Rescue the perishing
Proverbs 24: Rescue the perishing; don’t hesitate to step in and help.
Fanny Crosby wrote the missionary song that’s based on this proverb. Many a missionary service of years gone by has featured her song “Rescue the Perishing.” Would that the lives of God’s people feature it’s message in this day! The immediate assumption of the proverb is that there are those who are, indeed, perishing. In some cases it’s quite clear that people are in trouble. Their lives are unraveling and it’s plain that things can’t continue as they are. In other cases it takes insight to see what’s happening. People are living ordinary lives and pretty much keeping things together. However, spiritually speaking, they too are perishing. When Jesus stated his mission he gave it in terms of “rescue” saying he came to “seek and to save that which was lost.” As I consider this proverb, I’m challenged to join Jesus in that mission. “Rescue the perishing, care for the dying. Jesus is merciful, Jesus will save.”
Take Away: As followers of Jesus we need to join him in his mission to rescue the perishing.
Trust in God, not in chance
Proverbs 22: Don’t gamble on the pot of gold at the end of the rainbow, hocking your house against a lucky chance.
From the middle of Proverbs 22 through most of chapter 24 we’re given a list of thirty wise sayings collected by Solomon. In fact, this is the first of three such collections, the last being some of Solomon’s own gems. Clearly this wise man is not only a source of wisdom but is a collector of it too. The proverb concerning gambling catches my eye today as gambling is everywhere in our culture. Several states have turned to casinos as an answer to financial shortfalls. Also, there are many state sponsored lotteries. It isn’t unusual to be approached by someone selling raffle tickets in support of some worthy cause. (If I think it is truly worthy, I make a donation but decline taking a ticket.) When I turn on the TV I find shows about poker games. It’s clear that our society is awash with gambling. This isn’t how people of faith are supposed to operate. My hope isn’t that by taking a chance I can get hold of the money of other people who have taken the same chance. The life of faith isn’t about getting all I can from anywhere I can. Rather than gambling on my future by guessing the right lotto numbers I can stake my future on the solid rock of God’s faithfulness to me. Jesus said it’s impossible to serve both God and money. In this proverb, I see the wisdom of avoiding the gambling trap.
Take Away: Our hope is in the Lord, not in picking the right lotto numbers.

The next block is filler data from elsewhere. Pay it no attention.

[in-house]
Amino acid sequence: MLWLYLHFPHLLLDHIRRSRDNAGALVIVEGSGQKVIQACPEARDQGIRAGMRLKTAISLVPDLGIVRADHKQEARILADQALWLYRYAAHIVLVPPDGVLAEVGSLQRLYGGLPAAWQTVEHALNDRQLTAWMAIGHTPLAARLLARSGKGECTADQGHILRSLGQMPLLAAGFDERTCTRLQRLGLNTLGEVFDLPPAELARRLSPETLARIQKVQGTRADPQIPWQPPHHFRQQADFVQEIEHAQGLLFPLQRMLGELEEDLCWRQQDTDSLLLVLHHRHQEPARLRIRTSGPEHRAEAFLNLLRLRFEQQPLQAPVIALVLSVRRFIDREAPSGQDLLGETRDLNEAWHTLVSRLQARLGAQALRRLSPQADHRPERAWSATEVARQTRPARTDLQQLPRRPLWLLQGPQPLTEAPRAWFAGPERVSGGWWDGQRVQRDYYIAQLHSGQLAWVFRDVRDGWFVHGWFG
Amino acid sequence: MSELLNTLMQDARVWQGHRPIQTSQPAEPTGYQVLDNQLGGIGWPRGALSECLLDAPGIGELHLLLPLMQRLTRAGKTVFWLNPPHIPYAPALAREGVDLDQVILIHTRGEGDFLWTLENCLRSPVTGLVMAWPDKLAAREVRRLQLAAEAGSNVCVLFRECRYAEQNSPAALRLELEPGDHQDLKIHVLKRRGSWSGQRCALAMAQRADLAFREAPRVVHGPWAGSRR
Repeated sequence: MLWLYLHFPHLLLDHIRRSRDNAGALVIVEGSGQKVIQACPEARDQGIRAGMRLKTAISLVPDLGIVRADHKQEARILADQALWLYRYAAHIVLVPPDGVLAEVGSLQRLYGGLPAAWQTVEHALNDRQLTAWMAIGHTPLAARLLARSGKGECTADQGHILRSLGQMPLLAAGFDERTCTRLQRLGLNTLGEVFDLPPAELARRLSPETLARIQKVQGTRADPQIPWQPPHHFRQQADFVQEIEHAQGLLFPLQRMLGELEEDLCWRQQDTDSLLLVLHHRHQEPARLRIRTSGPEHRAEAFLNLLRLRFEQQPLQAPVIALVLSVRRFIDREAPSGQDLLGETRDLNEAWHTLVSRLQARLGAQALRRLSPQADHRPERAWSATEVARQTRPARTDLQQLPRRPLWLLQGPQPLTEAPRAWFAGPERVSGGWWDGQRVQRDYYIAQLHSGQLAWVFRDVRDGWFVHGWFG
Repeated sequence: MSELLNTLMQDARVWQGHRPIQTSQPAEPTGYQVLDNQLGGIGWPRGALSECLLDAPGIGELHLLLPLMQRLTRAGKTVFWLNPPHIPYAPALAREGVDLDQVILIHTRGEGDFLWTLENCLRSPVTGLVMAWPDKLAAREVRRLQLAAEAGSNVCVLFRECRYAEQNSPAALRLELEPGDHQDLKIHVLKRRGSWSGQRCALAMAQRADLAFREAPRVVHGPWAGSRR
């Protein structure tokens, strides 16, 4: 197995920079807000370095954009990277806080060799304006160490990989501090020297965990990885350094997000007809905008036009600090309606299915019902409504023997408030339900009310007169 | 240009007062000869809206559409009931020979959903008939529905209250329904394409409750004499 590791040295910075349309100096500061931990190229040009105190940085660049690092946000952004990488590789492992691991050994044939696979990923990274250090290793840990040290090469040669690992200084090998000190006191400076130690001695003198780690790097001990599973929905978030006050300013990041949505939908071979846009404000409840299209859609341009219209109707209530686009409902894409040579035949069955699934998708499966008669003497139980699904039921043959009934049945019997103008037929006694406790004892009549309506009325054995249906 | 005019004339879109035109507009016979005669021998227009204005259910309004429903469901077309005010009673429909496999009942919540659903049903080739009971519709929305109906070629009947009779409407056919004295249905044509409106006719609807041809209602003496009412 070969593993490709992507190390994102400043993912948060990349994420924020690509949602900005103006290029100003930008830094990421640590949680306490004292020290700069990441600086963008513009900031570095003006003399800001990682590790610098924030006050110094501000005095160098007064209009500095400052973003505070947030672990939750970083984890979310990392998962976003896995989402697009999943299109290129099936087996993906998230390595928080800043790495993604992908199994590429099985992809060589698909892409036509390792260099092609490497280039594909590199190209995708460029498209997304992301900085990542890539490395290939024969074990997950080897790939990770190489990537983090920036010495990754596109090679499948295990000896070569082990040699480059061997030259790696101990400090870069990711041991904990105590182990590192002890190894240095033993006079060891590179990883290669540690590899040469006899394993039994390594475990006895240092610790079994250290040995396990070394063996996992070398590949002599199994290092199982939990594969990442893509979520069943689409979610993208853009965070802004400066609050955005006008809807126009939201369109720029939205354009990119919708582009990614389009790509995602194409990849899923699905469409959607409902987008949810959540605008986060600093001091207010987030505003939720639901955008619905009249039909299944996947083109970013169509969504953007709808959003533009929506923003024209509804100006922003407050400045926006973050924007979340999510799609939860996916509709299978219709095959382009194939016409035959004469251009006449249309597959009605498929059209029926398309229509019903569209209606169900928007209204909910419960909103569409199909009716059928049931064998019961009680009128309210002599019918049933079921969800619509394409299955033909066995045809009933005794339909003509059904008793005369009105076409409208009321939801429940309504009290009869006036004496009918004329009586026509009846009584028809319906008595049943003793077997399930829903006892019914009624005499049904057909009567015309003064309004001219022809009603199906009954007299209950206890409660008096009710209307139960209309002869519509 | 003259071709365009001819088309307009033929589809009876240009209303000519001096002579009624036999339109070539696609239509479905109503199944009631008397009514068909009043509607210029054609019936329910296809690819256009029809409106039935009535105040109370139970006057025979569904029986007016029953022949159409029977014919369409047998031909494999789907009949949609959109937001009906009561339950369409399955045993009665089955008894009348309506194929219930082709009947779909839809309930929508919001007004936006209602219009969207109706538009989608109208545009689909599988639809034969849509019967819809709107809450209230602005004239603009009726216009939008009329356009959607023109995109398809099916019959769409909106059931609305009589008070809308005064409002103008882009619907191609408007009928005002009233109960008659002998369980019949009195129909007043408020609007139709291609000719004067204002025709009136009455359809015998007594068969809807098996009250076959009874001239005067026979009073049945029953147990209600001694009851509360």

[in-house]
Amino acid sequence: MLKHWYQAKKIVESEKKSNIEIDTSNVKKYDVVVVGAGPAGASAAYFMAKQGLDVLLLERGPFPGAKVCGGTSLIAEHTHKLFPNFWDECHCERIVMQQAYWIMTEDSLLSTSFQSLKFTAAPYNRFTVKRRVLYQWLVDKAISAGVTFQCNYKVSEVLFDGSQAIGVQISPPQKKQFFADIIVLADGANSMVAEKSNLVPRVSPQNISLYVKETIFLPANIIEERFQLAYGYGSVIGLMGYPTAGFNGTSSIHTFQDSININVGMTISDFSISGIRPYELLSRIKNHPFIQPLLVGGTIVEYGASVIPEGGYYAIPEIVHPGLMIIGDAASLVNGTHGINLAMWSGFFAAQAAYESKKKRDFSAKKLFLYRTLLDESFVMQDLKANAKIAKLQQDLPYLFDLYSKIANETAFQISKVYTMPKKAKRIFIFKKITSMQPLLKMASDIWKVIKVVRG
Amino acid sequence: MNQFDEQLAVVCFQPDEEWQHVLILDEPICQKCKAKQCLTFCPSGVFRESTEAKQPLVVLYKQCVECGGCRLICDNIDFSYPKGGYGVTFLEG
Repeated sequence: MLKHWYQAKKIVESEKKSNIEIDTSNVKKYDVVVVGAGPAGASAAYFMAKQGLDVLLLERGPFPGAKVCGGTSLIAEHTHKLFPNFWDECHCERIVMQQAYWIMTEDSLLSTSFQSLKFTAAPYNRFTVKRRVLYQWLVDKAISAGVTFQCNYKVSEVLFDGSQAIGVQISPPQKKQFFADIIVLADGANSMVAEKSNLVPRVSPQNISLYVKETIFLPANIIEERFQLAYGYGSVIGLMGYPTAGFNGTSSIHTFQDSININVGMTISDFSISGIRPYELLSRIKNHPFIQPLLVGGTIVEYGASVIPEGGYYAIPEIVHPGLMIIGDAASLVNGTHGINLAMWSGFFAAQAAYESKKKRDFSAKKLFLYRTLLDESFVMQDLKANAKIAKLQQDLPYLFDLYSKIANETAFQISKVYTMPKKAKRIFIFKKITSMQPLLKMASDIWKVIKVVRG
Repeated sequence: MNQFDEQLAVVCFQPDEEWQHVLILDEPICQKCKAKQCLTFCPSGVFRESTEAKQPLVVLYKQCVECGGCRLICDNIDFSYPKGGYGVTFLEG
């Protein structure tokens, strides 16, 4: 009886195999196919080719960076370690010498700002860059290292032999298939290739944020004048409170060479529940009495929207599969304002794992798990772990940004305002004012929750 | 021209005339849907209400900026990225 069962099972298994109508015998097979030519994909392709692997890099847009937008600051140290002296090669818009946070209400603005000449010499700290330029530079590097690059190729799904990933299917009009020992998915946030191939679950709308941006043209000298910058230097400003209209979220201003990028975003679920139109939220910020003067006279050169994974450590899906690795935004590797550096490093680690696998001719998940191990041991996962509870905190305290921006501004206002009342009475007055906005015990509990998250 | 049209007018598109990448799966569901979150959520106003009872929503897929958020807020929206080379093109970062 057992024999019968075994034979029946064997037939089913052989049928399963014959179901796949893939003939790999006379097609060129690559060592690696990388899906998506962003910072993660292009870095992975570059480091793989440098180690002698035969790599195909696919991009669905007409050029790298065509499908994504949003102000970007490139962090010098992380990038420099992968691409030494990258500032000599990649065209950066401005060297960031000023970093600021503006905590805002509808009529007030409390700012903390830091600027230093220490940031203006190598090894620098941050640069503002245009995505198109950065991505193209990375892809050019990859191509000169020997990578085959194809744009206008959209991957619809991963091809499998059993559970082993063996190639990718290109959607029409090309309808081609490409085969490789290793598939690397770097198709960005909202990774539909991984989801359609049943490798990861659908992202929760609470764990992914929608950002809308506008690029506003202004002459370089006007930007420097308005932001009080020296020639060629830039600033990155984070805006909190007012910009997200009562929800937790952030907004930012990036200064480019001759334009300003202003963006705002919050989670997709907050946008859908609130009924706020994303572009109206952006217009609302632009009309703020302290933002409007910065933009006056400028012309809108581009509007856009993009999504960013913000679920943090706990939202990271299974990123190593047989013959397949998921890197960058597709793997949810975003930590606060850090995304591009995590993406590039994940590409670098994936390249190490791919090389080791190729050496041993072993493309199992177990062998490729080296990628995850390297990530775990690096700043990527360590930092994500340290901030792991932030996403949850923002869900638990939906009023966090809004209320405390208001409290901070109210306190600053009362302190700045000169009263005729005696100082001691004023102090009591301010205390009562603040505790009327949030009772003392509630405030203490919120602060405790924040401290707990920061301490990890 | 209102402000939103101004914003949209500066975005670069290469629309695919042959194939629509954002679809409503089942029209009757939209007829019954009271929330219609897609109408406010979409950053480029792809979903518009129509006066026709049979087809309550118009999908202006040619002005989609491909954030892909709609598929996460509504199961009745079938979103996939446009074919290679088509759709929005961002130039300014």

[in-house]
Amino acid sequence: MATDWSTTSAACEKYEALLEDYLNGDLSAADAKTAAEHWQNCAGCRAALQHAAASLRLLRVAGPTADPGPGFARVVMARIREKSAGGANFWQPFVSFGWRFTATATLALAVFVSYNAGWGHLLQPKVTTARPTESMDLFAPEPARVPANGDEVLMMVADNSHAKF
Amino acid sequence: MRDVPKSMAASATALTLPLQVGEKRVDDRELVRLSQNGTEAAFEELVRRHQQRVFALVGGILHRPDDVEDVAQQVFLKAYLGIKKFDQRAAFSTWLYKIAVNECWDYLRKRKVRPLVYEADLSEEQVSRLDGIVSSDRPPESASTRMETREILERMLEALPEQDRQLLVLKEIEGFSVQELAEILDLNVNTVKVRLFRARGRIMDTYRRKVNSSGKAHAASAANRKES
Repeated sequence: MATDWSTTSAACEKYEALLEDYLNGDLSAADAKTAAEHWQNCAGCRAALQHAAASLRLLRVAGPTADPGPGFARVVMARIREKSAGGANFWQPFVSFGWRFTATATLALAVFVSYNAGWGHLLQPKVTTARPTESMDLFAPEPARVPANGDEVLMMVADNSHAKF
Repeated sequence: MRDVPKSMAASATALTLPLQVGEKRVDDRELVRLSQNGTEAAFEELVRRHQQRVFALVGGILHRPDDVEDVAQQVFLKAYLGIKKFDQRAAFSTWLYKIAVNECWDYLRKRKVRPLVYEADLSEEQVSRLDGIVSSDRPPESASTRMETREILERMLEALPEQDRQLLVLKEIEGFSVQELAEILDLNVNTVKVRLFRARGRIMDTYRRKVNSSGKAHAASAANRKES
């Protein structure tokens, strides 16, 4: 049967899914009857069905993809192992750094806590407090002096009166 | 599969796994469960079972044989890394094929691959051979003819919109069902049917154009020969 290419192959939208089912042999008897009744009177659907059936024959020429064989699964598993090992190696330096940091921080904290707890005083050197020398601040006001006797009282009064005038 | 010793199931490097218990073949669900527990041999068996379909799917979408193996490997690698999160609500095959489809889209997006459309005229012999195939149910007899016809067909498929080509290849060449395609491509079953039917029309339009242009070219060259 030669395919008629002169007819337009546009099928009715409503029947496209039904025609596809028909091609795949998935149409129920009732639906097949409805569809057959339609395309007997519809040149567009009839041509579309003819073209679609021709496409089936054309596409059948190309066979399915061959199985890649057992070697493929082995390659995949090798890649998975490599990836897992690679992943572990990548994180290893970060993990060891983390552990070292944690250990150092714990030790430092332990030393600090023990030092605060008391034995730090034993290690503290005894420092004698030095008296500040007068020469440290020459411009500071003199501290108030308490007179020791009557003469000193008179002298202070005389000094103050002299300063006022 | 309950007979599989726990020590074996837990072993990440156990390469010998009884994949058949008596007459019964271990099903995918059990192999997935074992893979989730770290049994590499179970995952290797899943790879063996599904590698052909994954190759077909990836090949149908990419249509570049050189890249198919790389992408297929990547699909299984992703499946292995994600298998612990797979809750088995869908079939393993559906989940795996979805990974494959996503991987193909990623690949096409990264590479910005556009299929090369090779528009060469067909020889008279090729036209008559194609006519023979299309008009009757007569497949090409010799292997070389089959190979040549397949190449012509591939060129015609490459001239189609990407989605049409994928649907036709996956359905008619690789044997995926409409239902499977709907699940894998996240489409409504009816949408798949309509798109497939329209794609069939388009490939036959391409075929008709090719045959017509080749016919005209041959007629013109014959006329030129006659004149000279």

Giving my best, depending on a dependable God
Proverbs 21: Do your best, prepare for the worst — then trust God to bring victory.
At one time Jesus is ministering to thousands of people in a remote place. As the day turns to evening some of the disciples think Jesus ought to dismiss the people so they can go home and get something to eat. Jesus replies, “You give them something to eat.” How often do I see a need and then go to the Lord with instructions I think he ought to follow to meet that need? How often does God respond with, “You do it”? My first instinct is to reply, “Well, Lord, you know this is more than I can do, so it’s up to you. I’ll just go find a comfortable spot and watch you in action.” That’s never what the Lord wants me to do. When I see a need, this proverb instructs me to think and plan and make the effort to deal with it. However, at the same time, I’m to keep my eyes on him. In the incident from our Lord’s ministry, it’s actually Jesus who provides the food while the disciples are simply given the responsibility of distributing it. In light of this proverb, I’m reminded that the Lord expects me to get involved and give my best to the situation. At the same time though, I’m to remember that if I’m going to make a real difference I need to depend on a dependable God.
Take Away: The Lord expects us to get involved in meeting the needs I see.
The generosity of God’s people
Proverbs 21: Sinners are always wanting what they don’t have; the God-loyal are always giving what they do have.
One of my favorite people in the Bible is Paul’s first side-kick, Barnabas. His name means “Son of Encouragement;” a nick name given to him by the Apostles. We first meet this encouraging gentleman in Acts 4. There’s a financial need in the young church and Barnabas sells some land he owns and gives the proceeds to the church. As we continue reading in Acts we find that this good man is always unselfish and giving. The wise man of the Proverbs says that a characteristic of a sin dominated world is to want that to which one has no right. Meanwhile, a characteristic of God’s people is freely giving away what they do have. Barnabas is an example of that approach to living and I want my life to be an example of it too.
Take Away: The people of the Lord are a generous people, how can I best demonstrate that today?
Taking our religion outside
Proverbs 21: Clean living before God and justice with our neighbors mean far more to God than religious performance.
I love the church and owe a great deal to it. I was raised in church and most of the big events of my life are associated with it. When properly defined, I believe “religious performance” matters. That is, I think church attendance and activities are important. However, the measure of my religion is more than how I spend an hour or two on Sunday mornings. It includes how I live the rest of the week. This proverb doesn’t diminish the importance of religious matters but it does underscore the importance of taking my faith out of the church and living it in the rest of my life. Aside from extraordinary circumstances religion without the church is destined to become shallow and self-focused. However, religion that stays in the church displeases God and self-deceptive.
Take Away: Religion is best practiced out in the real world, outside the church.
Beginnings and conclusions
Proverbs 20: A bonanza at the beginning is no guarantee of blessing at the end.